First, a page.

Carbonado implements the ActiveRecord pattern, which pursuits quite another design-paradigm than the DataMapper pattern, which usually is implemented by JPA and Hibernate.

    As a reference I try to list the current persistence frameworks for Java. The list is certainly not complete... please leave a comment if you know another framework.

    Most familiar are the mainstream JPA providers :
  • Hibernate
  • TopLink / TopLink Essentials / EclipseLink
  • KODO / OpenJPA
  • JPOX

  • There are other, less well known JPA-Providers:
  • Apache Cayenne
  • Raisin Amber
  • DataNucleus
  • CocoBase

  • Frameworks following another paradigm:
  • Carbonado
  • iBatis
  • Ebean

  • For the Java-Platform there exist other interesting alternatives:
  • JRuby with ActiveRecord
  • Groovy with GORM
  • Tuesday, August 19, 2008

    Megalomania - trust me, I know the answer!

    In a recent project we had a code-review. The following piece of code turned up:

    public static void configure(File cfgFile) {
    		Configuration cfg = new Configuration();
    		try {
    			File mappingResources = new File("resource-gen/hibernate.cfg.xml");
    			cfg.configure(mappingResources); // get configuration of mapping ressources from the generated hibernate.cfg.xml in src-gen
    			cfg.configure(cfgFile); // get additional configuration from the passed file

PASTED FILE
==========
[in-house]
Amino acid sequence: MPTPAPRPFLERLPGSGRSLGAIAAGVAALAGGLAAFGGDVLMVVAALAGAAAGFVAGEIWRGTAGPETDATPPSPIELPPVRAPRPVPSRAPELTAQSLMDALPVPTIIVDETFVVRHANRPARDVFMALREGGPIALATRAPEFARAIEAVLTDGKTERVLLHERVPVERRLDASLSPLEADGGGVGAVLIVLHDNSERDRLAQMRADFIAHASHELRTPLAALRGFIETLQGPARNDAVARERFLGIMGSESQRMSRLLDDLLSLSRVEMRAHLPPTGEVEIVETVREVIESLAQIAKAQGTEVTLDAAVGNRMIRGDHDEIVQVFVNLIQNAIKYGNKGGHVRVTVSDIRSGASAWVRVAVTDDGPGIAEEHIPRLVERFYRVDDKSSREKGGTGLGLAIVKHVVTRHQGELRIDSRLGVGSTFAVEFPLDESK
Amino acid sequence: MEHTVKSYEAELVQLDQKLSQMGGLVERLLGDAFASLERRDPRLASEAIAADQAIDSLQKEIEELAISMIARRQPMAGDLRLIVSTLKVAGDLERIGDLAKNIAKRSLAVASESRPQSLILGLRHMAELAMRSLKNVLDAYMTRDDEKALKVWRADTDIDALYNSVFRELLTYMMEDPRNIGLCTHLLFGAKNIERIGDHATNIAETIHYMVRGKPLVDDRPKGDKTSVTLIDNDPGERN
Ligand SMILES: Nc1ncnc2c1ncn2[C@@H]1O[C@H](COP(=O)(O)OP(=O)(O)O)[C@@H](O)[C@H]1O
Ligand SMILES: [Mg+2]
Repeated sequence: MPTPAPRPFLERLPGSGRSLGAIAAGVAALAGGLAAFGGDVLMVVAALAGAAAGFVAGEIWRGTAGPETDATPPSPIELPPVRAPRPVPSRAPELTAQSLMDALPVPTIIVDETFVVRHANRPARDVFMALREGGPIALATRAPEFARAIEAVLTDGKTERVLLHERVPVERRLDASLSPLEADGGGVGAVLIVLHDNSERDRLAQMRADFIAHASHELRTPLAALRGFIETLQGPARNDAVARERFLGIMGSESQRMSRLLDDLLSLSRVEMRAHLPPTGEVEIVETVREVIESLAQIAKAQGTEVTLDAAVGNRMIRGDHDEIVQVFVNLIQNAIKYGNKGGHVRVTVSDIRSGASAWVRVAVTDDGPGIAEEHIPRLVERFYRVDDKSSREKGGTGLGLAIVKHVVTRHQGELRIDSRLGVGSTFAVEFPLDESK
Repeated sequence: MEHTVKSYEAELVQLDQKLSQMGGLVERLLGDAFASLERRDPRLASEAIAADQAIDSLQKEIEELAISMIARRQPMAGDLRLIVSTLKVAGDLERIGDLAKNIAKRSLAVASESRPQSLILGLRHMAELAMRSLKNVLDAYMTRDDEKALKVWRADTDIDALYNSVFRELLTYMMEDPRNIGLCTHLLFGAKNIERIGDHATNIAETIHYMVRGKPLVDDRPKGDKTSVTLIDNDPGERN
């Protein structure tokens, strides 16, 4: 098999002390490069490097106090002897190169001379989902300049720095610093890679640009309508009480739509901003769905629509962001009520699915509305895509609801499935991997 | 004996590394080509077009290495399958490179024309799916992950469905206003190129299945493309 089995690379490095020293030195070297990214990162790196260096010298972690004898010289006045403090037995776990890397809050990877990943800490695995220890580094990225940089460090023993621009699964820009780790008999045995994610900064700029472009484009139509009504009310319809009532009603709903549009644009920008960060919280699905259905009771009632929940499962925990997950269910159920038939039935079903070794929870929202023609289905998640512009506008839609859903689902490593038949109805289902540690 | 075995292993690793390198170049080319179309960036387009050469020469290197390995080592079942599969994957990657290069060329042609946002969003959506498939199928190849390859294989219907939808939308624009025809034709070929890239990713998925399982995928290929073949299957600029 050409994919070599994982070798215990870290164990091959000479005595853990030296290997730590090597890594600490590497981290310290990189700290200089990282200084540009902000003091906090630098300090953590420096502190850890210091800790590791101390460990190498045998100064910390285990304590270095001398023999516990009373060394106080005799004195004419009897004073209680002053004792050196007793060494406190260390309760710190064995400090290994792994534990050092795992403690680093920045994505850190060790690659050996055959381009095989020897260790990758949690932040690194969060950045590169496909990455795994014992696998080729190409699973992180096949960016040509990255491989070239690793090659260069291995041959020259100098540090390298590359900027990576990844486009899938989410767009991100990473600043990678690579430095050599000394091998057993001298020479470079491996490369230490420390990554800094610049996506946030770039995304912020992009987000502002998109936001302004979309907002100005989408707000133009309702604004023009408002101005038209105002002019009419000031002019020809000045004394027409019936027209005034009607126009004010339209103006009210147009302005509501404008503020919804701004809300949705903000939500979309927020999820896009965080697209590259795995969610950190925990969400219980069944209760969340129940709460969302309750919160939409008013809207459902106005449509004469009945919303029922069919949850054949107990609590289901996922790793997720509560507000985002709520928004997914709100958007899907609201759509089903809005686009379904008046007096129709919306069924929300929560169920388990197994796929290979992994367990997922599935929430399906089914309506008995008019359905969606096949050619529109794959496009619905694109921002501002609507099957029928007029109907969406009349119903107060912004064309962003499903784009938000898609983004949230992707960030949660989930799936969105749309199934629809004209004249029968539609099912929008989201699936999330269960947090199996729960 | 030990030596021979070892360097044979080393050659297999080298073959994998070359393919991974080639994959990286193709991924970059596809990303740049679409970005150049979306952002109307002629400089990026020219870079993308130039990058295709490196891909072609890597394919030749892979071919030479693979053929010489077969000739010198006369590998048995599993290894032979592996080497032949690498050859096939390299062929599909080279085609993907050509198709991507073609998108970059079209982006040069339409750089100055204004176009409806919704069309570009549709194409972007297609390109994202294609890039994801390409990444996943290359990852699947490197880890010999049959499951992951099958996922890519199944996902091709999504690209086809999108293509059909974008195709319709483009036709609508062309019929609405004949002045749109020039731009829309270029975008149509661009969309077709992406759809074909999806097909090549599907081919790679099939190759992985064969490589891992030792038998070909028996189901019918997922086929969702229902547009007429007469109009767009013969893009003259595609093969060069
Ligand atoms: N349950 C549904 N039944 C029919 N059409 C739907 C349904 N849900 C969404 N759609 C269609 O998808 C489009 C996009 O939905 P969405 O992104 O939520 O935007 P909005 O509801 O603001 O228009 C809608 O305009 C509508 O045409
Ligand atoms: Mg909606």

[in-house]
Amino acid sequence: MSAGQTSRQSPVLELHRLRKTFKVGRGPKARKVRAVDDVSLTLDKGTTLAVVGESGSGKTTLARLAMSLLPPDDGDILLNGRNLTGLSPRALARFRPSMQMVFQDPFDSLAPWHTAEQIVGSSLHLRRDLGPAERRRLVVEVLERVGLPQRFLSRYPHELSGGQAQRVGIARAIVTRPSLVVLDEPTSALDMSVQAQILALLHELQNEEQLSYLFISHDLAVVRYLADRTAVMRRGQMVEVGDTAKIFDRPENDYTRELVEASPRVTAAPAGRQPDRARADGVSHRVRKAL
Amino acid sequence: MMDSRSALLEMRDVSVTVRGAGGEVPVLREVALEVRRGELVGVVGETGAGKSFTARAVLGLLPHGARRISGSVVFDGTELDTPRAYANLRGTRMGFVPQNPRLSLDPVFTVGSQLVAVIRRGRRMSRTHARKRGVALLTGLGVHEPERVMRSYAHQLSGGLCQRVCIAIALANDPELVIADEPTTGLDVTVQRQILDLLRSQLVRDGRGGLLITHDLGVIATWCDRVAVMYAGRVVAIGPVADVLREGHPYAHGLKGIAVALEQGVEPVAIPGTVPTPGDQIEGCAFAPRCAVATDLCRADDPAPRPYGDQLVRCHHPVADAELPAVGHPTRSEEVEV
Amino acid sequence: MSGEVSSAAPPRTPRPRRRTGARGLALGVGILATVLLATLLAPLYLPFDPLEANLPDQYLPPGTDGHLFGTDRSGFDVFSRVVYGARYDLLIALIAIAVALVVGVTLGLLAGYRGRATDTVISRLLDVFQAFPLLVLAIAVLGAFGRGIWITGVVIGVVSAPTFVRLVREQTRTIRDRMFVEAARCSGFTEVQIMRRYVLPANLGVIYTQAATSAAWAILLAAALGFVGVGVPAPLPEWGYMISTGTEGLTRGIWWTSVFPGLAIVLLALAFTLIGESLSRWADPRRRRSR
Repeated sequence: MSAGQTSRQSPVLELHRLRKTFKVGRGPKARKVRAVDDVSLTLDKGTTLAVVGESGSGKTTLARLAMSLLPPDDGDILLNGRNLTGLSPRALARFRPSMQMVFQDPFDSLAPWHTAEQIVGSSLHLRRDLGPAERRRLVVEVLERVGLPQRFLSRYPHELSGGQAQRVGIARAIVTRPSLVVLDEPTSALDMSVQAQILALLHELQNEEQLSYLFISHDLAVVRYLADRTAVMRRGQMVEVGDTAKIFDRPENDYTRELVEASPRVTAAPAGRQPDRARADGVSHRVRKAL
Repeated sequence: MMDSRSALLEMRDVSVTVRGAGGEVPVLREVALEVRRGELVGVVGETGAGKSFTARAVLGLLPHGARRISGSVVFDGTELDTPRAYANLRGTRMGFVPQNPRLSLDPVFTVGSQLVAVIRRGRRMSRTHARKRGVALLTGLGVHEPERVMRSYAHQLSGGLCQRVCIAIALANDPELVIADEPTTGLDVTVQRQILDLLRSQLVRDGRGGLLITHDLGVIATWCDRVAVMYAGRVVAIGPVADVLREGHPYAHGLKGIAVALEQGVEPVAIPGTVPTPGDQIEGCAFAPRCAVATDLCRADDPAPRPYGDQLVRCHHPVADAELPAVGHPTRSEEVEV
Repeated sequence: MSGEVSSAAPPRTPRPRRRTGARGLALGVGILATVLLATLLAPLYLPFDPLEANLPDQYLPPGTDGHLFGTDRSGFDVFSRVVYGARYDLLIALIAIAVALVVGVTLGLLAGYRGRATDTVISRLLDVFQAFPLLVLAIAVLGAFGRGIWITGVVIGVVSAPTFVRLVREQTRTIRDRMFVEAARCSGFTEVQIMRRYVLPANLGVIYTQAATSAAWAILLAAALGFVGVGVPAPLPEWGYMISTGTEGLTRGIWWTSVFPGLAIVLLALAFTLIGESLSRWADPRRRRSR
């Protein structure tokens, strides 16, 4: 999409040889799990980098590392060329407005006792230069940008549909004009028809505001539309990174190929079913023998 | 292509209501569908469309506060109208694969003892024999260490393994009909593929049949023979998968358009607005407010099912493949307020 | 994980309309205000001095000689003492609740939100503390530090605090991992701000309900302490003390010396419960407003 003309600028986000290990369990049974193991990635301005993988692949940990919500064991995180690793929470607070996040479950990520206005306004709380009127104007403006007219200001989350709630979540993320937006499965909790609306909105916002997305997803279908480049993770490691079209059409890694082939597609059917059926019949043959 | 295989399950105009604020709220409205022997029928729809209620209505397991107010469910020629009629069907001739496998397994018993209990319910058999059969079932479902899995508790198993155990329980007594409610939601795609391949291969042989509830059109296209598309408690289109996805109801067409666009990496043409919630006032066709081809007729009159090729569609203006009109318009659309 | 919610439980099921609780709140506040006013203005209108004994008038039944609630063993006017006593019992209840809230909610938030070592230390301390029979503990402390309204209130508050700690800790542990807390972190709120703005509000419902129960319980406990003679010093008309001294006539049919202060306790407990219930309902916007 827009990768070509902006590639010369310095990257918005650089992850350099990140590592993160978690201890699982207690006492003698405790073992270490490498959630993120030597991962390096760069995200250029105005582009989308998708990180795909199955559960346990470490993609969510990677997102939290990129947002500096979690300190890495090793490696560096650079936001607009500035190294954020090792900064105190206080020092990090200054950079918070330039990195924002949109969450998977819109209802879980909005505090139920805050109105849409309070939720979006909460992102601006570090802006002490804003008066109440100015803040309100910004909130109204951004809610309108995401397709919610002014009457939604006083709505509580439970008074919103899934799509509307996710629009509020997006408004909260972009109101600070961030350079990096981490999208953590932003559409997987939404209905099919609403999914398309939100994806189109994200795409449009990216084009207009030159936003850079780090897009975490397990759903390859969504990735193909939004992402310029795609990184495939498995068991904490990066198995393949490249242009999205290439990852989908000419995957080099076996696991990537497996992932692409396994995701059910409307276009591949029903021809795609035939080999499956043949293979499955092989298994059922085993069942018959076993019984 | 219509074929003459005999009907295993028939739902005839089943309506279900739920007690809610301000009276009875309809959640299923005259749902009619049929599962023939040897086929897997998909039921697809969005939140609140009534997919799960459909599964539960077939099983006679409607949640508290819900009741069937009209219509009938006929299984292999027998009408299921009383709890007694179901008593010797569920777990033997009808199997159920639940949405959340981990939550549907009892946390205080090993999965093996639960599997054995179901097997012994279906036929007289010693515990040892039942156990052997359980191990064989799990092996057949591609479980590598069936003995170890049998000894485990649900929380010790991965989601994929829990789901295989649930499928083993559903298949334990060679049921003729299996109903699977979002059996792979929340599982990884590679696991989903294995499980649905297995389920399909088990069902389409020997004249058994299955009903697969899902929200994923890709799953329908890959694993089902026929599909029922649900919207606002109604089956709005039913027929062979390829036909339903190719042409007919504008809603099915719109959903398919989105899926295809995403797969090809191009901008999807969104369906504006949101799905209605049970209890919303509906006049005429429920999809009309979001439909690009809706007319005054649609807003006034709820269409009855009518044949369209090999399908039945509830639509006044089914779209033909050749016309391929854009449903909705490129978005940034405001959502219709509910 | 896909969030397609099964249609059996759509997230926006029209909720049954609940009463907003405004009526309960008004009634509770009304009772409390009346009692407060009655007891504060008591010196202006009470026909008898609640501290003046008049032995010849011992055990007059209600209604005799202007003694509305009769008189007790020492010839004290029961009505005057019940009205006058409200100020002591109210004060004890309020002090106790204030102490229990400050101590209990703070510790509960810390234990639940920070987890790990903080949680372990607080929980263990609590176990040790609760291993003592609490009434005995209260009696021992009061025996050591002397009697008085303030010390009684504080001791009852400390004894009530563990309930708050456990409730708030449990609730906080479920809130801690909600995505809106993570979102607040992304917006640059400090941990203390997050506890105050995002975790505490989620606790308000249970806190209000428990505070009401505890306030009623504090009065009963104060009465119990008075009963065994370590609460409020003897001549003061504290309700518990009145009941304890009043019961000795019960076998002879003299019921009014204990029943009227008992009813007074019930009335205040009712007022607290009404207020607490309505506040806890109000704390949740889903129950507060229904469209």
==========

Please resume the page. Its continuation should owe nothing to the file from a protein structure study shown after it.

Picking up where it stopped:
sessionFactory = cfg.buildSessionFactory();
    		} catch (Exception e) {
    			int n = 42;

    I seem quite confident, that I know the answer to everything ...

    Sunday, August 17, 2008

    Where are the ruby jobs? (Part 2)

    rails.png Some posts ago I was looking for ruby jobs here in switzerland and the outcome was quite disappointing...

    This weekend I was pointed to There are lists of rails jobs and companies who offer rails development.

    But the perspectives are still not motivating ...

    Thursday, August 14, 2008

    Salary vs. Suckage - is there a relation?

    Ed2010salary_1.thumbnailJay Fields recently has some interesting posts about his career and his opinion of the current state in enterprise software development.

    The following quote from Be Your Start-Up I found especially thought-provoking:

    Two and a half years and a lot of blog posts later I turned down an offer that was $174,000 a year. This wasn't $174,000 a year because the work sucks. It was a good job, but I wasn't ready to leave ThoughtWorks.

    This implies that there is a correlation between salary and suckage of work!

    If this is true, foot-soldiers like me out here in the trenches of enterprise IT departments have to ask ourselves:

    • Am I getting a good salary? Hmm... why might this be?
    • Does my work suck? Hmm... am I really paid appropriately?

    I blogged about salary before and before... but recently I am getting the impression, that in today's enterprise IT its more and more difficult to rely on your job as a source of satisfaction...

    Related Posts Plugin for WordPress, Blogger...